This post is by Katy Losse, manager of environment studies at the National Audit Office (NAO).
It is now nine years since the government set an ambition to be the first generation to improve the natural environment in England. The NAO’s experience of auditing large scale, longer term or cross government projects and programmes makes us ideally placed to examine how well set up the government is to achieve this particular aim. In our review this year, we concluded that, although its arrangements are developing, there is still a long way to go before the government can be confident that it has the right framework to deliver on its environmental aspirations.
Clarity and objectives
First and foremost, better clarity of objectives and delivery plans is needed. Without these, it may be difficult to persuade people within and outside government to take the goals seriously, particularly at a time when the government has limited bandwidth, given the challenges of Brexit and Covid-19. In 2018, the 25 year environment plan brought all the government’s environmental commitments and aspirations together in one place, but it did not set out a clear and coherent set of objectives.
The Environment Bill will certainly help to fill in the gaps, through its requirements to set at least one new long term target in each of the four priority areas: air quality, water, biodiversity and resource efficiency, and waste reduction. But will not be enough on its own. The NAO would like to see the government set a course for a full set of clear environmental objectives, so that, for each environmental goal, it has outlined specific and measurable ambitions for both the medium term (to 2030) and the long term (2040 onwards).
At the same time, we want the government to develop long term delivery plans, with Defra and HM Treasury coming to an agreement on the associated costs. We know this is not straightforward, given the timescales involved: plans will need to be flexible enough to accommodate different scenarios and estimates of costs will need to be broad ranges rather than precise figures. However, without this level of planning for implementation, there’s a risk that decisions about funding allocations will be made in a piecemeal way, rather than on the basis of a strategic view of long term priorities
Accountability and ownership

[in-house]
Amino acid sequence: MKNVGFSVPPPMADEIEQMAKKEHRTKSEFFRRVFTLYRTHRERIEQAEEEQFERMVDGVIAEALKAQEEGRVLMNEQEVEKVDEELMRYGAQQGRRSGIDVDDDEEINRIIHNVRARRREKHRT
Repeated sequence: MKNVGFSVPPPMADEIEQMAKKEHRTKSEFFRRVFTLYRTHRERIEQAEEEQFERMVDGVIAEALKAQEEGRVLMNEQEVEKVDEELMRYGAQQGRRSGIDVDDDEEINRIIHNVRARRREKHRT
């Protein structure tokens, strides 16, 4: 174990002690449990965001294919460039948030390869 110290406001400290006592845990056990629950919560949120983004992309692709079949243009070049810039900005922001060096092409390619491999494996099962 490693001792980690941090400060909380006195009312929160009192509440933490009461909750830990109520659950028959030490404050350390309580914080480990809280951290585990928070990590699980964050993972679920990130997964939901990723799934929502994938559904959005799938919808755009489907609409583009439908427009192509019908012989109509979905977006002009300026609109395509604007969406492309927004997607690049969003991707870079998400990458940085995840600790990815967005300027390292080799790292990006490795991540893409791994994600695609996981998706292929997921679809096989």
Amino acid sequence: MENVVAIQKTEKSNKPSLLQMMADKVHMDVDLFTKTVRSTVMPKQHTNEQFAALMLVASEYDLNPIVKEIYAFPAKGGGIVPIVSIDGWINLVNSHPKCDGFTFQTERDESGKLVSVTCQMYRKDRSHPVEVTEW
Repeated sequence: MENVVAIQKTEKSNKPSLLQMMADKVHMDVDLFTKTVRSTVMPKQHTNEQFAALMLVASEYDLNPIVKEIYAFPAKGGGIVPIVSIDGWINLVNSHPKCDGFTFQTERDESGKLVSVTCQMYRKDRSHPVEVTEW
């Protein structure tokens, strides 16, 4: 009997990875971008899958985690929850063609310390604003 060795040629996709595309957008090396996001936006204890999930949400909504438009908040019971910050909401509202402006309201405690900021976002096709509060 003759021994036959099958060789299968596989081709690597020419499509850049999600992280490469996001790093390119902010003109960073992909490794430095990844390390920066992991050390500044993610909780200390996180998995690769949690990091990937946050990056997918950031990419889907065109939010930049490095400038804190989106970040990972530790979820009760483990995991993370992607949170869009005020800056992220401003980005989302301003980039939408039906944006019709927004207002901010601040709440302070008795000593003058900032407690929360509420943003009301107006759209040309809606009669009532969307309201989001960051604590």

Our report found that arrangements for joint working between departments on environmental issues are patchy. No other departments, apart from Defra, are represented on the main oversight committees for the 25 year plan. And the government has not developed other ways to ensure senior cross government ownership of the plan as a whole, nor has it set clear accountabilities for their contribution to its performance. We were particularly concerned that the cross government board for climate adaptation has only met twice in the past three years, and that there are no regular formal arrangements for Defra to engage with other relevant departments on protecting and restoring wildlife in England.
Public reporting of progress towards the plan’s goals is not yet well developed, and Defra expects it will be at least 2024 before it has a full set of environmental outcome metrics. The NAO is keen that the Office for Environmental (OEP) Protection has real ‘teeth’ to be able to scrutinise performance effectively and reiterate our previous recommendation for strengthening safeguards over the OEP’s independence, including by setting out parliament’s ongoing role in reviewing its funding and leadership.
We recognise that the demands of responding to the pandemic over the past six months have slowed the momentum that had started to develop but, in spite of this, progress was already slower than intended. Environmental issues are broad, inter-related and complex, so these are not straightforward challenges to address. The government needs to pick up the pace if it is to have a chance of achieving its stated ambitions.
Find out more about the Public Accounts Committee’s forthcoming inquiry drawing on our report (an oral evidence session with government officials is scheduled for the 3 December, which will be open for public viewing online). The NAO is currently finalising two other reports linked to the government’s environmental goals: on government’s set up for net zero, and on managing flood and coastal erosion risks.